Finally of interest from Figure 1 is what happened to the labor input, output, and real wage rates after the Jones & Laughlin decision upholding the constitutionality of the NLRA. Real wage rates surged in the three months following the ruling, while output and employment plummeted, slowly at first but then quite dramatically by late 1937. Of course the 1937-38 period is known as the "recession within the Depression." The movements in these variables strongly suggest that the Jones & Laughlin ruling may have contributed to this downturn by putting upward pressure on wage rates. Still, there were dramatic changes in fiscal and monetary policy at this time as well. Figure 2 charts government revenue, government spending, and the M-1 money supply indices over the 1930s. (5) The figure shows that government revenue jumped, as a result of tax increases, and the money supply began falling precisely at the same time that the NLRA was upheld. There was also strong growth in the money supply and periods of large deficit spending during the Schechter regime, which may help explain the recovery that occurred during this period.

In the next section we use statistical analysis to determine if the differential patterns in labor input, output, and real wage rates across these different regimes persist after controlling for changes in fiscal and monetary policy. If they do, it will suggest that the slow to negative growth during the NIRA regime, the rapid recovery during the Schechter regime, and the downturn that followed Jones & Laughlin may have been caused by the legislative changes that accompanied these regimes.

Empirical Analysis

In order to examine the changing patterns of labor input, output, and real wage rates across the different periods of the Great Depression, we estimate three different specifications of increasing saturation. These regressions include 20 years of monthly data, with our sample running from January 1920 until December 1939. Specification 1, the most parsimonious, simply regresses the dependent variable--labor input, output, or real wage rates-on regime dummies and regime trends. Specifically we examine four distinct regimes: 1933, NIRA, Schechter (SCHE), and post-Jones & Laughlin (NLRA). (6)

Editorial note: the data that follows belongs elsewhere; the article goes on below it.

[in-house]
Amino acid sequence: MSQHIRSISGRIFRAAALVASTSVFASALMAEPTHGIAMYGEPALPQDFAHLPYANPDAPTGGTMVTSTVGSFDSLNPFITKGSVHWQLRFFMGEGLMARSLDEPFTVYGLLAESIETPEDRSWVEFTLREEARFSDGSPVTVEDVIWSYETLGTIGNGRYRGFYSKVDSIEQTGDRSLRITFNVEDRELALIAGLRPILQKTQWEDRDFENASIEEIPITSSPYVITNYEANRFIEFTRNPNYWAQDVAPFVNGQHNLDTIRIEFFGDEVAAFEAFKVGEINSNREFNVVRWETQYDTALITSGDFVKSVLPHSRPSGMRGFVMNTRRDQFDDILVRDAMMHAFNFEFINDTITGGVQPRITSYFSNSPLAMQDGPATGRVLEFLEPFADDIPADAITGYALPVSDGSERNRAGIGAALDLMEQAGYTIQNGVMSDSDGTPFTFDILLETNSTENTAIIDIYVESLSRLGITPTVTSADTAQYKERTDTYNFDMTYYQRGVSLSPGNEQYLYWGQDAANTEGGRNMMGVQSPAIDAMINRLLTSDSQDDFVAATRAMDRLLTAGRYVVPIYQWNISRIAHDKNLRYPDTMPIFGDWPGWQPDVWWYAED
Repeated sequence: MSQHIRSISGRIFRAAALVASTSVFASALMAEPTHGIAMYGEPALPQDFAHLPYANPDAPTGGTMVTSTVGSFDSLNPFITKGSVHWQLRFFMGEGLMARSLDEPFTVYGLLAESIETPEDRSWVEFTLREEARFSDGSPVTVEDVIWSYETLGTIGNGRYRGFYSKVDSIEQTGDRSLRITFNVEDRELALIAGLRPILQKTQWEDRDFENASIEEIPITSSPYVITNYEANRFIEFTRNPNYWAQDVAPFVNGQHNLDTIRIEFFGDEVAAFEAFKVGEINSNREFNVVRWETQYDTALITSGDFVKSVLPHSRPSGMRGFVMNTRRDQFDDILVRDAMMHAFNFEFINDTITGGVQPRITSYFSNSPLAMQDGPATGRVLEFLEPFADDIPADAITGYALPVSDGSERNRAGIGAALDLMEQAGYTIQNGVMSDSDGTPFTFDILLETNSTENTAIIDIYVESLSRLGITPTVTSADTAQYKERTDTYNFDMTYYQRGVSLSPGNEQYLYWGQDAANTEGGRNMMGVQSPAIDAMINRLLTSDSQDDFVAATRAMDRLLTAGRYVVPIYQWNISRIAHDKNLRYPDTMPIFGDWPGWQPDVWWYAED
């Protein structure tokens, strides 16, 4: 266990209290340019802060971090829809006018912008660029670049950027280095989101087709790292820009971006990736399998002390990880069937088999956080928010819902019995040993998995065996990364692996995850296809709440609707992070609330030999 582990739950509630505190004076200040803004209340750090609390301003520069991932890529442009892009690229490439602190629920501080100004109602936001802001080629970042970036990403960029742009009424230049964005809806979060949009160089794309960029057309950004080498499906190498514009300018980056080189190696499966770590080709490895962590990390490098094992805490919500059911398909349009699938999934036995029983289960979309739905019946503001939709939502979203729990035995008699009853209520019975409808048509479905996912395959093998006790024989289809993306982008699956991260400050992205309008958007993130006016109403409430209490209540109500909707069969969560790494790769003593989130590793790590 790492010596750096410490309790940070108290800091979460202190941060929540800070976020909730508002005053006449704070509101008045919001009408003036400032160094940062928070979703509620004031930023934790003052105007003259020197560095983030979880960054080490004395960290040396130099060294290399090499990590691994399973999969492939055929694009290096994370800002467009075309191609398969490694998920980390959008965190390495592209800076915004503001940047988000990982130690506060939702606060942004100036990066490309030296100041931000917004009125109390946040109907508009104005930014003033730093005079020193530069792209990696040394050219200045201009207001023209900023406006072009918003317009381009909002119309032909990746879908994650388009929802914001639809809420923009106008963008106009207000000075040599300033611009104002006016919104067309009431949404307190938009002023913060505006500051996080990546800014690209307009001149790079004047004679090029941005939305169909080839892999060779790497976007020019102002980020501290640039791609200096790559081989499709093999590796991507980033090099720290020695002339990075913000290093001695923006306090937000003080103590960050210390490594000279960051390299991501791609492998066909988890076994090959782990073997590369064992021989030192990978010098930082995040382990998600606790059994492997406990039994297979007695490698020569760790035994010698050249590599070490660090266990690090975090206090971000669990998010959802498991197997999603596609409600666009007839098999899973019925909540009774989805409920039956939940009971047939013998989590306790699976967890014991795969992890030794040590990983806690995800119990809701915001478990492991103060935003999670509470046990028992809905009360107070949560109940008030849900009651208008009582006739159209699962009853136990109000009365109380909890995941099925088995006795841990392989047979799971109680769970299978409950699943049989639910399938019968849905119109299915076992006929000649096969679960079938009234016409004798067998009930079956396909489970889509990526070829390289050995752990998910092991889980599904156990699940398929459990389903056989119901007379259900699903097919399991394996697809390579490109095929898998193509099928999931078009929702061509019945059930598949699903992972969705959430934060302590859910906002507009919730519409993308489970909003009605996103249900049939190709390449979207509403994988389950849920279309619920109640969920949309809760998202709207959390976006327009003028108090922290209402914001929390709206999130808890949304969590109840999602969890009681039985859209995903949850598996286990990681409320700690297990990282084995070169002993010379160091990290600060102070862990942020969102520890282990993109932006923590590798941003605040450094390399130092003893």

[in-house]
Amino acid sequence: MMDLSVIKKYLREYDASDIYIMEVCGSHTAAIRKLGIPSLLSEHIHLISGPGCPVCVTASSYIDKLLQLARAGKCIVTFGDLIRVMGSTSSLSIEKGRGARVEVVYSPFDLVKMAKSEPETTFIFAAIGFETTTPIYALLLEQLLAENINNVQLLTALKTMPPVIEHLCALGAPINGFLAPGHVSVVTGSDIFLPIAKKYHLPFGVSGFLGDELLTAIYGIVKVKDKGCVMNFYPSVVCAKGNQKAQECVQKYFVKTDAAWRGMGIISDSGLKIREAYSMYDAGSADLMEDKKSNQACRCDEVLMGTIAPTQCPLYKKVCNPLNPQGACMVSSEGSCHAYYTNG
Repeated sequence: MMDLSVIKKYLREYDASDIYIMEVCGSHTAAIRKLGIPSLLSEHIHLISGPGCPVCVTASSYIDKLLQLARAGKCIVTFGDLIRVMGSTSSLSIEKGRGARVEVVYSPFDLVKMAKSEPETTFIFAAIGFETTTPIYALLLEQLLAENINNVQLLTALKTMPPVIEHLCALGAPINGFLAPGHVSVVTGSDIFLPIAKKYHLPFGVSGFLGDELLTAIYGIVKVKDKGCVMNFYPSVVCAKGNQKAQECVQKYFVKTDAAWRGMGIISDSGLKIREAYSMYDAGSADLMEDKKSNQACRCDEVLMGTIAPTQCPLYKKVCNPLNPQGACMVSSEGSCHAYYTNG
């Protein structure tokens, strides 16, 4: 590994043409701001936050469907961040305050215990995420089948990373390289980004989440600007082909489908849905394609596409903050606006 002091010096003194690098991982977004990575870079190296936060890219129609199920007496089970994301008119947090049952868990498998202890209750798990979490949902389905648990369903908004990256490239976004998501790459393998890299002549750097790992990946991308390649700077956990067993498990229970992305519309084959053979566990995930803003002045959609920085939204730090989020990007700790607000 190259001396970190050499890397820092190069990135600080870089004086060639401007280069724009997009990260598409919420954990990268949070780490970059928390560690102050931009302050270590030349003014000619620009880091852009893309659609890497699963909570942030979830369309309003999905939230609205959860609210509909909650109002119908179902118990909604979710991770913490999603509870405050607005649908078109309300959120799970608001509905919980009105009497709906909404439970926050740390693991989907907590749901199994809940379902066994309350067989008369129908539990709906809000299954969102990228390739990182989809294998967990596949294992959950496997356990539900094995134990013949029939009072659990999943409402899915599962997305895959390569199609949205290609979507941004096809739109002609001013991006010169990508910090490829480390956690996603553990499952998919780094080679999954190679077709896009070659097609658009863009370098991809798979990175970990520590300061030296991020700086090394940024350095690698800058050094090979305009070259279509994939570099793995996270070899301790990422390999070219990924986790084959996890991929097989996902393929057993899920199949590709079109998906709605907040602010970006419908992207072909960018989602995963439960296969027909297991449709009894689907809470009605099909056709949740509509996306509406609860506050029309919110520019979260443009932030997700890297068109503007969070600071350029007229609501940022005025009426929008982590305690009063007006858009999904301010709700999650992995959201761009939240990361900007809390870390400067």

(1) Y = [alpha] + [beta]trend + [[alpha].sup.33]1993 + [[beta].sup.33]trend x 1993 + [[alpha].sup.N]NIRA + [[beta].sup.Nl]trend x NIRA + [[alpha].sup.S]SCHE + [[beta].sup.S]trend. SCHE + [[alpha].sup.NL]NLRA + [[beta].sup.NL]trend x NLRA + e

[FIGURE 2 OMITTED]

The alpha parameters measure changes in the level of the dependent variable across regimes while the beta parameters measure changes in the trend across regimes. Further, regime dummies are coded as one for every month after the beginning of the regime. Consequently the parameters measure changes relative to the previous period.

Specification 2 adds year fixed effects. With these, the alpha parameters ean be interpreted as differences in the level of the dependent variable across regimes within the year the regime changes. Specification 3 adds the money supply, government revenue, and government spending indices to the regression.

(2) [MATHEMATICAL EXPRESSION NOT REPRODUCIBLE IN ASCII]

(3) [MATHEMATICAL EXPRESSION NOT REPRODUCIBLE IN ASCII]

Table 2 presents the results on the coefficients of interest from estimating the above specifications. Recall the dependent variables are indices with January 1930 as the base period. Consequently the intercept shifters can be interpreted as percentage point changes in the dependent variable, while the trend shifters can be interpreted as a percentage point change in the previous period's trend coefficient.

Not surprisingly, the results from Specification 1 largely fit with what is observed visually in Figure 1. After the implementation of the NIRA there was an average 8.7 percentage point increase in real wage rates, while labor input was statistically unchanged and output was 23.7 percentage points lower based on a 10 percent statistical significance level. Output growth was 6.4 percentage points lower during the NIRA regime. Given the trend growth rate of 6.6 percentage points a month in the previous period, this suggests that after the initial drop in output was basically fiat. Finally, the results from Specification 1 suggest labor input growth was 3.6 percentage points lower, though the effect is not statistically different from zero.

There does not appear to have been any change in the level or trend growth of labor input following the repeal of the NIRA. The level of output is also unchanged; however, the output growth rate is 1,4 percentage points higher. With the repeal of the NIRA there is not an immediate drop in the real wage rate, although these results do suggest that real wage rate growth was 0.4 percentage points lower during the period.